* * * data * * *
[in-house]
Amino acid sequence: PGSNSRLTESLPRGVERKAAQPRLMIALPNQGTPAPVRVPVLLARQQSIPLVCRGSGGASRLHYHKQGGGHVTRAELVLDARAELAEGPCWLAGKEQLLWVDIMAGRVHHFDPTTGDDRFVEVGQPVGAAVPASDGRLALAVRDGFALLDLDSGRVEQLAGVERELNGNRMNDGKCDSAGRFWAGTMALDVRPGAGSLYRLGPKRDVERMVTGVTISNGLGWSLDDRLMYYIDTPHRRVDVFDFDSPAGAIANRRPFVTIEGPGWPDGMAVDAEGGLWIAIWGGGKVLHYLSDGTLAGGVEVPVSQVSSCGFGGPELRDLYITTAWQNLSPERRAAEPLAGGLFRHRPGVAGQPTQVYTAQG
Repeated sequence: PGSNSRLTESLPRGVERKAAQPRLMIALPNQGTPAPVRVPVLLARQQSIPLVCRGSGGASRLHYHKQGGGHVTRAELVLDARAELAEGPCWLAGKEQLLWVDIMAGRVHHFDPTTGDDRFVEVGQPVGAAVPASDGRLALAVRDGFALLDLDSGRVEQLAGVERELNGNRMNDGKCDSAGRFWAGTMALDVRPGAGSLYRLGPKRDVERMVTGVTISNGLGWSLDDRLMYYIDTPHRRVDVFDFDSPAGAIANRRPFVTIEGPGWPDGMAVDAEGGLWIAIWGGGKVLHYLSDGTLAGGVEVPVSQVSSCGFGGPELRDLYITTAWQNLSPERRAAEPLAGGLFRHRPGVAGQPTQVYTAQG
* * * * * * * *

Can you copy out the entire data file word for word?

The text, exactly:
[in-house]
Amino acid sequence: PGSNSRLTESLPRGVERKAAQPRLMIALPNQGTPAPVRVPVLLARQQSIPLVCRGSGGASRLHYHKQGGGHVTRAELVLDARAELAEGPCWLAGKEQLLWVDIMAGRVHHFDPTTGDDRFVEVGQPVGAAVPASDGRLALAVRDGFALLDLDSGRVEQLAGVERELNGNRMNDGKCDSAGRFWAGTMALDVRPGAGSLYRLGPKRDVERMVTGVTISNGLGWSLDDRLMYYIDTPHRRVDVFDFDSPAGAIANRRPFVTIEGPGWPDGMAVDAEGGLWIAIWGGGKVLHYLSDGTLAGGVEVPVSQVSSCGFGGPELRDLYITTAWQNLSPERRAAEPLAGGLFRHRPGVAGQPTQVYTAQG
Repeated sequence: PGSNSRLTESLPRGVERKAAQPRLMIALPNQGTPAPVRVPVLLARQQSIPLVCRGSGGASRLHYHKQGGGHVTRAELVLDARAELAEGPCWLAGKEQLLWVDIMAGRVHHFDPTTGDDRFVEVGQPVGAAVPASDGRLALAVRDGFALLDLDSGRVEQLAGVERELNGNRMNDGKCDSAGRFWAGTMALDVRPGAGSLYRLGPKRDVERMVTGVTISNGLGWSLDDRLMYYIDTPHRRVDVFDFDSPAGAIANRRPFVTIEGPGWPDGMAVDAEGGLWIAIWGGGKVLHYLSDGTLAGGVEVPVSQVSSCGFGGPELRDLYITTAWQNLSPERRAAEPLAGGLFRHRPGVAGQPTQVYTAQG